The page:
It was October. It was rainy and wet in London. The sign in the travel agency window said "Sunny Spain - £19.50 by coach." My brothers eventually got word through our parents that I'd gone aroving. The ticket took me to Barcelona by bus. I ended up staying in that city for five or six weeks, practicing my phrase book Spanish on people who spoke Catalan and developing a liking for hotel living.
On the bus I'd met an older Scots ex pat who lived on the island of Ibiza. She insisted that I visit the island, and her, and I did. She had pretty much forgotten about me when I finally phoned her but was very cordial and had me meet her at Sandy's Bar in Santa Eulalia del Rio. The bar would become my mailing address and regular haunt. Sandy's (officially named El Caballo Negro - The Black Horse) was de facto headquarters for the English-speaking colony of writers, movie stars, and eccentrics who had settled around the town.
The stars shone on me on Ibiza. I was able to make a decent living playing poker. I'd memorized the odds charts in Scarne on Cards in Vermont and got hold of a copy of it again at the local hippie flea market. An English woman fifty years my senior - a Lady Brett type who'd married and divorced three times, had love affairs with artists, and whose father was Lord Mayor of London in 1900 -- took a shine to me and asked me to house sit her villa, dog and car for several months. It was while living there that I first heard a story that would eventually become my novel The Moon of Innocence.
I turned her living room into my private card room two nights a week. Some lovely art hung on the walls, including an original by Dante Gabriel Rossetti. I had a maid and a gardener, ate in restaurants every night, wrote a terrible novel which never made it beyond the manuscript stage and has since, blessedly, disappeared forever. And I hung out with other writers - Bob Sheckley, Howard Sackler, Herb Burkholz, Clifford Irving, Bob Goldston - guys who had books out! Hell, Sackler won a Pulitzer. I'd read some of Sheckley's sci fi short stories and when I mentioned one title he said it had recently been made into a movie in Italy. Cliff Irving was then the most famous for his and Dick Susskind's - another local ex pat -- Howard Hughes autobiography caper. Looking over that list now, I realize two things - unlike Jake Barne's circle I was the only goy; all of them but Cliff Irving are dead.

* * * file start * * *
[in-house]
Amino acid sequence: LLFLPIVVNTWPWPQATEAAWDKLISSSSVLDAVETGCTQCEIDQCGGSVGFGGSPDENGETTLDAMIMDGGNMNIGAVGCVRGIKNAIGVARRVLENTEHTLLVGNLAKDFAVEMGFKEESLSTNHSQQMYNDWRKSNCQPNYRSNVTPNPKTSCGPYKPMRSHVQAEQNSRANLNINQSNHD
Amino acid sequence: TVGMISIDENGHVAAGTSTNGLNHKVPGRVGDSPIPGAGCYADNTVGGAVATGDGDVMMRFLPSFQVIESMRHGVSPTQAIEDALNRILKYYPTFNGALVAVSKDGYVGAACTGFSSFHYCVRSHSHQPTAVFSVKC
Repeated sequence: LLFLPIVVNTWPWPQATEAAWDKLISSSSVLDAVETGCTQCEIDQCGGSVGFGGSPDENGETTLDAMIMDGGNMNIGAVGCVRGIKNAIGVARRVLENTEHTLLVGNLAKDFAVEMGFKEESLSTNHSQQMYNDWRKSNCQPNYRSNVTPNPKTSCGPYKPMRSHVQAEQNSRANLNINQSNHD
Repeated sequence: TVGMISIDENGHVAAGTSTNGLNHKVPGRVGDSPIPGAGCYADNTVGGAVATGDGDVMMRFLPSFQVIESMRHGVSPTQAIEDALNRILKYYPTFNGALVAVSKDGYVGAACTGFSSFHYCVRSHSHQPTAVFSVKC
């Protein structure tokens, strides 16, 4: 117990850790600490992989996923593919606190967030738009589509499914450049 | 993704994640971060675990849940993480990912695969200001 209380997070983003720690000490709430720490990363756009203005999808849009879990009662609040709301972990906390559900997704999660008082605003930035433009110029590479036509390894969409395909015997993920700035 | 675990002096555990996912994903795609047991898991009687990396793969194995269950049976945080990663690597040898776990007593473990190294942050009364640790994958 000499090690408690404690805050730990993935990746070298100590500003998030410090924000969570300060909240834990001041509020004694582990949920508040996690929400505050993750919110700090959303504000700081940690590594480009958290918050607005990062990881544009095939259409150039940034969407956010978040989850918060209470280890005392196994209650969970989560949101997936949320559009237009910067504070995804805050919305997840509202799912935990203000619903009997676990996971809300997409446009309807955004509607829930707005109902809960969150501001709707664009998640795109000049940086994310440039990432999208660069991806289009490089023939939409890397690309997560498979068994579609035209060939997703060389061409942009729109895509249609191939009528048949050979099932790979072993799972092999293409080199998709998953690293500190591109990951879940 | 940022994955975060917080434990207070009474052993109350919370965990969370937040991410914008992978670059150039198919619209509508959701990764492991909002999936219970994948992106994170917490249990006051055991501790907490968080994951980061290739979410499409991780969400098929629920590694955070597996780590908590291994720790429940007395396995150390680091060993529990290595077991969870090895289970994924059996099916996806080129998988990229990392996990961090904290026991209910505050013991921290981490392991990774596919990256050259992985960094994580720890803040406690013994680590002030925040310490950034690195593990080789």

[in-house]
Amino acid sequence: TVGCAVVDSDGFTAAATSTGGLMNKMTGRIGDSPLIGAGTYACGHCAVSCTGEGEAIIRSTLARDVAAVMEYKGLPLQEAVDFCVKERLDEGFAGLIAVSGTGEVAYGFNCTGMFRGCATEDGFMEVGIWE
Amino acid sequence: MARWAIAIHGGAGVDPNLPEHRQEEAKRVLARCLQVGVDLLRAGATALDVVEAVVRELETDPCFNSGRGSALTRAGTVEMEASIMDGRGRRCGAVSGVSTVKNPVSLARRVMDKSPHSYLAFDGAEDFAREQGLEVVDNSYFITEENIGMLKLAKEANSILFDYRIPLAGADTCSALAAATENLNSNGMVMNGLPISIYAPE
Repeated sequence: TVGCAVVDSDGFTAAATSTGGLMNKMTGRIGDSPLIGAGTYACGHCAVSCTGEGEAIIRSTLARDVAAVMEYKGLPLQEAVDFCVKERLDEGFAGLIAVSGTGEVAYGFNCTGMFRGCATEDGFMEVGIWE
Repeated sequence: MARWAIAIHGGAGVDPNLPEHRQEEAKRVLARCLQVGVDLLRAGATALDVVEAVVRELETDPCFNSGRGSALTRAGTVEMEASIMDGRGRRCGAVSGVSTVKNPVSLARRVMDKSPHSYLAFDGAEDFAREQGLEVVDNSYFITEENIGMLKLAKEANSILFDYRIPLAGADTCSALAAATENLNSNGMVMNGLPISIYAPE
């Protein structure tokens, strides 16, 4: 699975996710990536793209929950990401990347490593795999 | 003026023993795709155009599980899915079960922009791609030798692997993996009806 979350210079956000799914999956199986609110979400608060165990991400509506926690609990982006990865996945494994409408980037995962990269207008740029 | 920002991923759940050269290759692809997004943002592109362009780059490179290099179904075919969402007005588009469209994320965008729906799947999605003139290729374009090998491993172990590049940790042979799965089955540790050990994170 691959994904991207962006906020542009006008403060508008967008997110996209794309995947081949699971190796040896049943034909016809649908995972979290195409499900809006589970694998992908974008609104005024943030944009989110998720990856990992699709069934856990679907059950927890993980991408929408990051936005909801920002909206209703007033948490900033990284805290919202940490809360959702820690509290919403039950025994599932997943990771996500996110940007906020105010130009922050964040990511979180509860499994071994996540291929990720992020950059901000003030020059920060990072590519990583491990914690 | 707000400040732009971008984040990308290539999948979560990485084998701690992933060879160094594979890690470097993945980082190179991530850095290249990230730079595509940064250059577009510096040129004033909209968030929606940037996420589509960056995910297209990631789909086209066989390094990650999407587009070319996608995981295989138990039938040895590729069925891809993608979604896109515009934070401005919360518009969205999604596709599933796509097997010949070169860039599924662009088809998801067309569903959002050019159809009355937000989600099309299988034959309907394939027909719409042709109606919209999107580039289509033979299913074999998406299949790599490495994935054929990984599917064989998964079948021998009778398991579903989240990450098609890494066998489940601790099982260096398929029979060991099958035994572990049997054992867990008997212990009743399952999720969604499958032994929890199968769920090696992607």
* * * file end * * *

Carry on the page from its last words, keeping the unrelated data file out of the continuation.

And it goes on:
Before my benefactress left, she told me to feel free to peruse her journals. She had been an avid diarist all her life. She had her scrapbooks, if you will, leather bound and embossed with the years in each volume. There were photos and invitations and the like along with letters from others and her own hand written observations, sometimes in the margins and sometimes going on for several pages about someone or some event. She pointed out a couple of the early volumes, and said to be sure to read the letters from Siegfried Sassoon, the poet. (Further research on Sassoon, a few years later, led me to the writing of Robert Graves, which would provoke another journey to the Balearic Islands a few years later, only this time to Majorca - a whole other story.)
There's only so much one can lay at the feet of another writer in terms of influencing one's own writing. Many writers influence every writer. Hemingway was an influence on me but perhaps not as much as I imagined. In reading The Sun Also Rises this time through, or at least the first book on the first day of the book club's discussions, it occurred to me that the writing was much less spare than I remembered. And that was an awakening.
In The Moon of Innocence I strove to be as spare as possible. It is a story set in Catalonia, I told myself. If someone finds it Hemingway-like, good.
The story wanted telling, for sure. Before leaving for her extended stay in England and Paris, the owner of the villa warned me off anything to do with the farm across the road. "Their daughter was my maid. She got pregnant and one of them, the mother or the father, I'm not sure which, poisoned her." Out of that grew a tale that plagued me for more than three decades. I wrote it as a short story. I wrote it as half a play. I wrote four drafts of it as a screenplay. Each incarnation and revision led to it being put away for varying amounts of time while I wrote something else. Finally, after eleven years away from it, I wrote it in the short romantic historical whodunit novel format. During this last writing it occurred to me how Hemingway's advice to finish what you start led me back to The Moon of Innocence over the years.
Hemingway revealed the artist's life as it is lived to a good size segment of the American public. If he wasn't the greatest in his relationships with women, at least he wasn't a sexual predator. As a stylist, he changed writing and reading forever.
No wonder he's still being read and talked about.